But, actually, mobile devices have a more closely-defined range of hardware options -bluetooth, usb, wireless and possibly GPS or ethernet pretty much covers it. And of course, the touchscreen capability -which is really where it becomes more difficult to port or re-use apps built for a keyboard/mouse interface. And what about voice interfaces?
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greengeek

Joined: 20 Jul 2010
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PostPosted: Tue 19 Feb 2013, 19:26    Post_subject:  

If I was ever to have a Puppy of some description on a tablet I would be wanting it purely for the purpose of avoiding someone elses generic choices of apps. eg: I would want to boot the tablet quickly and use it only as a colour pdf reader so I can view my tech manuals faster than booting my laptop.

Can I buy a tablet now that is very efficient at this one function and carries no other unnecessary fat? I have no idea but I suspect not. (Maybe some eReaders already do this efficiently...)

Where I think Puppy does need to be cognisant of the new technologies is this: Puppy needs to be able to "talk" to these new devices with ease. Bluetooth, wifi, infrared, whatever method there is to transfer data and/or synchronise between devices needs to be do-able.
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Dookus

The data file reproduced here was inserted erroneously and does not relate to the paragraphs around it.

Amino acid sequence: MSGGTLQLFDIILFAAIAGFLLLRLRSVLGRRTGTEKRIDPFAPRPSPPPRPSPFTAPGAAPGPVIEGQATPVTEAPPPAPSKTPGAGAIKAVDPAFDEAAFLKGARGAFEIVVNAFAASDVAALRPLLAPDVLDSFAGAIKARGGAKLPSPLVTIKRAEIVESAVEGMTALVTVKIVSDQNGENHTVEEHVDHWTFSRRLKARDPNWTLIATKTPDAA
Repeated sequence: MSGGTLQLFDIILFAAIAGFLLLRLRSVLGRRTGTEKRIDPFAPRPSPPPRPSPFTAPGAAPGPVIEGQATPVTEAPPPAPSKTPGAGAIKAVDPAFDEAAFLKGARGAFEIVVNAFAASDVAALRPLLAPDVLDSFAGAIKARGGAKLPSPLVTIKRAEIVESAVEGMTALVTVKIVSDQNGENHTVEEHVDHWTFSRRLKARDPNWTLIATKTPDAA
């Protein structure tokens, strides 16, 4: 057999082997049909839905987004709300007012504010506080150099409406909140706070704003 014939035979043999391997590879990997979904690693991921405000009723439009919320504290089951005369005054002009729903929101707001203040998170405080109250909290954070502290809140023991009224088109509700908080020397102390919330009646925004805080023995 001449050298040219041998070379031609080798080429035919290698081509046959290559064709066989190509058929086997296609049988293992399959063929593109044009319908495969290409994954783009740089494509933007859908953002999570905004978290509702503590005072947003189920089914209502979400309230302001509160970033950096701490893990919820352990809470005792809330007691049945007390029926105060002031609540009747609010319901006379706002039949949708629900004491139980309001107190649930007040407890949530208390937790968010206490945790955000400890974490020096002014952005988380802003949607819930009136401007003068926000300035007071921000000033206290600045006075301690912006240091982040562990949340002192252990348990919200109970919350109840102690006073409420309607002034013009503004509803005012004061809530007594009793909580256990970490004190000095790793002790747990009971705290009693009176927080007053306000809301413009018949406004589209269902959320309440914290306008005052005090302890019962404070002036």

Joined: 15 Mar 2011
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Location: now living in wonderful Stanmore, inner western suburb of Sydney Australia, where the sun shines nic

PostPosted: Fri 22 Feb 2013, 08:48    Post_subject:  

Quote:
what exact chip? well it might just be easier to ask what exact tablet model you have. Then I can look at its entire hardware spec.


Toshiba AT100 also known as in america as "(Thrive)" Sporting a "Tegra 2"
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greengeek

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PostPosted: Tue 26 Feb 2013, 09:48    Post_subject:  

This looks interesting:
http://en.wikipedia.org/wiki/Firefox_OS
If they actually do ship during 2013 (and support open source as they say they will) then maybe this device could allow puppy to be grafted in. Or as an alternative - possibly act as a gateway to access a "cloud puppy" of some sort.
And heres a more recent info release:
http://www.forbes.com/sites/parmyolson/2013/02/24/mozilla-launches-firefox-os-for-mobile-challenging-apple-and-google-with-the-open-web/

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Sylvander

Joined: 15 Dec 2008
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PostPosted: Tue 26 Feb 2013, 10:01    Post_subject:  

The OS on our "Nokia Lumia 610" smartphone is "Windows Phone 7.5".

Is it possible to backup and restore the OS on a smartphone?